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Is the Student Loan Crisis Really a Crisis?

June 17th, 2013 by dfarish

For the past 18 months, the media (and, subsequently, the politicians) have been focused on the rising tide of student debt. Two issues have attracted particular attention: first, the fact that total student debt has (a) exceeded $1 trillion, or, expressed alternatively, (b) exceeded the total of credit card debt; and second, the fact that some individuals have accumulated more than $100,000 in student debt.

News stories have become increasingly frantic. For example:

The Debt Problem – Part II

March 18th, 2013 by dfarish

Last week, I commented on Charles M. Blow’s March 9 column in The New York Times, which focused on the problem of student debt. I discussed the factors that contributed to the sudden growth of educational debt and steps that are necessary to rectify the problem (or would at least prevent it from becoming worse).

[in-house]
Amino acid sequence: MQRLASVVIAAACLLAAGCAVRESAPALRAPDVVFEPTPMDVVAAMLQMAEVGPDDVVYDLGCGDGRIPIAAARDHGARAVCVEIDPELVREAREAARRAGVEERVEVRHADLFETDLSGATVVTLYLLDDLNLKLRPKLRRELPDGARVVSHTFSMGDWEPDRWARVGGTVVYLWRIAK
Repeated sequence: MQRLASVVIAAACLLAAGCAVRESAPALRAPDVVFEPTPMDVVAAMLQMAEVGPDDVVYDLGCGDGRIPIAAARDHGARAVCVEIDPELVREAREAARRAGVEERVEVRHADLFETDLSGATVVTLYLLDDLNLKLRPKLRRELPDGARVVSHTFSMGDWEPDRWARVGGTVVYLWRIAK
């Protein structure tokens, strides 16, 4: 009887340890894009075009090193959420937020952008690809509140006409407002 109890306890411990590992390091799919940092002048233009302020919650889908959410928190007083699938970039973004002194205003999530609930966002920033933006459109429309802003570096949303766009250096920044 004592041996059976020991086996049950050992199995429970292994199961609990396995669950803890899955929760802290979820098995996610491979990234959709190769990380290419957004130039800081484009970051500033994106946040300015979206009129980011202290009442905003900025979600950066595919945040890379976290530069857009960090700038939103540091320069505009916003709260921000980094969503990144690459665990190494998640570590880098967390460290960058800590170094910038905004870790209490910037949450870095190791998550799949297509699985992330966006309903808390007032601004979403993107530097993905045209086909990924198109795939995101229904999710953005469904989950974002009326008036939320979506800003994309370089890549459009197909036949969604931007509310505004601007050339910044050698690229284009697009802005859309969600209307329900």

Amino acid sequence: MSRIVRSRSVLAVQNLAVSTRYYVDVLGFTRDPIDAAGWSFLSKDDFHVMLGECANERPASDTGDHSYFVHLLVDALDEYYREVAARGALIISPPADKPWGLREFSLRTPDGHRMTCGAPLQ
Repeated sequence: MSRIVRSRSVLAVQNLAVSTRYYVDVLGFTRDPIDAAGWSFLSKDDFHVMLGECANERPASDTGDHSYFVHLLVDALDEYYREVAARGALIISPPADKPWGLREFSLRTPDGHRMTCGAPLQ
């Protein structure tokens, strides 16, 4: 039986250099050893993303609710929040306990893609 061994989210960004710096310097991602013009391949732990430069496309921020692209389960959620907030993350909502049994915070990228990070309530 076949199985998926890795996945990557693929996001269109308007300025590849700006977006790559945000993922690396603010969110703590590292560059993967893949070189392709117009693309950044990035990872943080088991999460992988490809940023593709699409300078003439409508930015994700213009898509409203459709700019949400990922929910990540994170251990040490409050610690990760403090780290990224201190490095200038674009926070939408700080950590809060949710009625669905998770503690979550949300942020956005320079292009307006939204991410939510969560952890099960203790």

I ran out of room before I could get to the issue of assessing how big a problem student debt really is – hence, Part II this week.

On the one hand, student debt has increased dramatically: roughly $1 trillion in total debt, more than twice what it was just eight years ago, and larger in size than the total of all credit card debt. On an individual level, approximately half of the student population borrows to finance their education, and they graduate owing an average of about $26,000.